Evening Standard: Tech Sector Is Crying out for Skills
Tech Sector Is Crying out for Skills
Evening Standard, Jan. 26, 2016
From software engineers to CEOs, the capital's future is being put in jeopardy by skills gaps across the workforce
LONDON's tech talent pool is lagging dramatically behind other global cities. The number of software engineers in the capital at the end of the first quarter of 2015 totalled 20,879 - less than a tenth of those working in Silicon Valley and a fifth of the number in Bangalore, India.
However, the real crunch will come in the next decade when the number of global tech jobs will increase by 10.6 million.
The problem is this is a global market. So not only is the UK failing to develop enough talent, it is also going to struggle to attract it from overseas. IT staff are already being paid significantly less than in other parts of the world.
The maximum salary for software engineers in London is £64,725 compared to £90,784 in San Francisco. Firms are already struggling to fill roles, with the time taken to fill a STEM (science, technology, engineering and mathematics) role rising from 43 days in 2011 to 76 days in 2014 - and that is likely to be even longer in 2016.
Jean Martin is a talent solutions architect at CEB, which is conducting this research. She has been involved in President Obama's White House Tech-Hire initiative to get more people in the US trained up for the best tech jobs and has some solutions to the problem.
"London is not alone," she says.
"There are a number of regions that are surprised to find that they are lagging behind in the number of software engineers employed. In London, there is less activity in terms of university partnerships between the public and private sectors and this is contributing to the problem. The tech talent being produced is not always being prepared for the jobs that are available.
"However, university graduates are not the only solution to this skills gap. In the US, non-profit firms are developing STEM skills among the existing workforce, taking those with particular skills profiles - such as machinists and construction workers as well as truck drivers and agricultural workers - and training them to be coders.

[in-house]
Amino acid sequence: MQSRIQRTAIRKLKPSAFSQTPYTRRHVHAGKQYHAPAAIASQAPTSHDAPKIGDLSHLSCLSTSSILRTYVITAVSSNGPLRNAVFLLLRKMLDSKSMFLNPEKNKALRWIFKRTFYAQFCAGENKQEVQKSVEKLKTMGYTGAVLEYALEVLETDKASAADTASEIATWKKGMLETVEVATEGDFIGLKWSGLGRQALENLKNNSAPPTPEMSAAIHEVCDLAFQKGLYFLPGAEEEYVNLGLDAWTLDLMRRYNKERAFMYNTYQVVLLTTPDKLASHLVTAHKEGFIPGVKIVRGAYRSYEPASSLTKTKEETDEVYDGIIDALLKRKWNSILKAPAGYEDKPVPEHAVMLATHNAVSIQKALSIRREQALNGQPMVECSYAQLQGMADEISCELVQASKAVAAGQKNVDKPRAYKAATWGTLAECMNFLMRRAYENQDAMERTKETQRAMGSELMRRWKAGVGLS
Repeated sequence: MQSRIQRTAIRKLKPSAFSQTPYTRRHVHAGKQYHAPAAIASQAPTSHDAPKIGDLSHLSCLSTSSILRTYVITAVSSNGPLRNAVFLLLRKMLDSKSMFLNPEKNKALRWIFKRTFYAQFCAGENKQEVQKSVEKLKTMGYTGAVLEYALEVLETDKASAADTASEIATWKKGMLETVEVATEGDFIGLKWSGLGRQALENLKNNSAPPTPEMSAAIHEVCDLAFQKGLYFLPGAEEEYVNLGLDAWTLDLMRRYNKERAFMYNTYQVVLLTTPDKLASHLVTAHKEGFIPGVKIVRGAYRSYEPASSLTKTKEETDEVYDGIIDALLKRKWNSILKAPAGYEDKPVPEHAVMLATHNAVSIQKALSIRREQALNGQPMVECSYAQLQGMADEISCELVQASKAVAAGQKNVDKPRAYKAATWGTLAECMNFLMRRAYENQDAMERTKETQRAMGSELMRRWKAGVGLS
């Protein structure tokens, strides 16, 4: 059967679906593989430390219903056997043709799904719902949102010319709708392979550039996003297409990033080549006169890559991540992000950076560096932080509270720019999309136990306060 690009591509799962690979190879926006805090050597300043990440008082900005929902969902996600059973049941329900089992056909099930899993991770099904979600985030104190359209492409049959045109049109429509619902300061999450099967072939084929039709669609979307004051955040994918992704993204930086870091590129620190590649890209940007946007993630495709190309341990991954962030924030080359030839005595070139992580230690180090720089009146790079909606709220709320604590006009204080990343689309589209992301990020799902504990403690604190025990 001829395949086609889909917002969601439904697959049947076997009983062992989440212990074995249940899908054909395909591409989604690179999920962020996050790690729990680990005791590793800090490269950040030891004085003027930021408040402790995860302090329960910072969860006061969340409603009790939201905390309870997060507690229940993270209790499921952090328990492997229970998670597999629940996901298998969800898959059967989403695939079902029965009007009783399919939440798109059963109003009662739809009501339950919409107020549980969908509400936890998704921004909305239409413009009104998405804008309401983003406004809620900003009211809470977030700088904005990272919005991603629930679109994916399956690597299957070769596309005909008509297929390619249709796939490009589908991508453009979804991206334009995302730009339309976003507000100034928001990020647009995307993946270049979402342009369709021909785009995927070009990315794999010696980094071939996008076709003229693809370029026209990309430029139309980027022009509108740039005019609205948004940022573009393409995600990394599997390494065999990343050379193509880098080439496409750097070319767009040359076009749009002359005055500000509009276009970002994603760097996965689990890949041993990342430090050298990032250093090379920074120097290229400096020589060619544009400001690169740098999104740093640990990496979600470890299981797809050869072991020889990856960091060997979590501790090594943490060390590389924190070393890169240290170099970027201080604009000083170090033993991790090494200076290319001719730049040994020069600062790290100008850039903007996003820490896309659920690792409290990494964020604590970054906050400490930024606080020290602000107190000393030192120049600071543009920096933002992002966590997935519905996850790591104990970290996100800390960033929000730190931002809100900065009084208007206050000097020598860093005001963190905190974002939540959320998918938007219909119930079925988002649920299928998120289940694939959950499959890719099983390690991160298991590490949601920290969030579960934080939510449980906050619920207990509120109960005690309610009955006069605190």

"Employers and educators need to take a broader lens to the skills issue and take those with a technical aptitude on to these programmes, whatever their background.
"While there is always a need to revisit compensation - particularly as London is lagging behind - we found that there is a better way to solve the issue. Companies need to lure the best and deflect the rest by targeting very specific talent and just recruit those key individuals which may be less than 10 people globally. Broadening the talent pool also means targeting women particularly as more tech roles are now a hybrid of customer service, marketing or creativity. So rather than hiring those coming from tech programmes, firms should be looking for the best creative talents or the best in marketing, and then train these highaptitude individuals in technology. "Taking lateral skills and developing them will be vital, as London cannot simply rely on the university talent pipeline."
The more immediate threat is the lack of CEOs to head up the high-growth tech start-ups that will generate jobs and growth for the economy, according to Dermot Hill, chief executive of Intramezzo, the executive search and interim management firm.
Its A Board Fit For Purpose report, published today, has found that while the "quality and strength" of the leadership team is a top factor in the decision to invest in a company, nine in 10 are finding that "sourcing candidates with the right skills and experience for leadership positions is the biggest challenge when making senior hires".
High-growth firms in need of investment often require a new leadership team - a third of the leadership team is replaced during investment and senior talent is added post-investment by half of the venture capitalists surveyed.
"Having the right people in place to propel the business through its next phase of growth is crucial," says Hill.
Yet it is a significant challenge. Intramezzo had one client in need of a global head of talent and HR who had been looking for three years for the right candidate. After a search of 17 countries, the right person was found.
"These people are out there, but are hard to find simply through networking," says Hill. "But they can make a huge difference. One part-time CEO we sourced enabled a £60 million exit of a flat screen tech firm, while the second choice for the job founded Truphone, a £100 million global business."
As with the lack of software engineers identified by CEB, the shortage of CEOs is going to need a different approach - targeting a wider talent pool.
"Leading start-ups is no problem - there is no shortage of willing entrepreneurs in London," says Hill. "The issue is when businesses start to grow and these firms need leaders."
Unicorns - private companies valued at $1 billion or more - need a very specific skill set and there is "a shortage of the right level of talent with the right experience to be a safe pair of hands", says Hill.
"They are a bit like a fine wine," he says. "These leaders get better with age and experience, but there are not enough in the pipeline because there were simply not enough of these businesses around five or 10 years ago to develop this talent.
"So we are having to look abroad and turn to places like Silicon Valley, where leaders have a longer track record, as we need individuals who instinctively know when to do something and that can only be borne out of experience running a very large and rapidly growing tech company."
Hill says the UK needs to get better at "spotting potential with the right attitude and instincts" rather than relying solely on experience.
Republished with permission of Evening Standard Limited.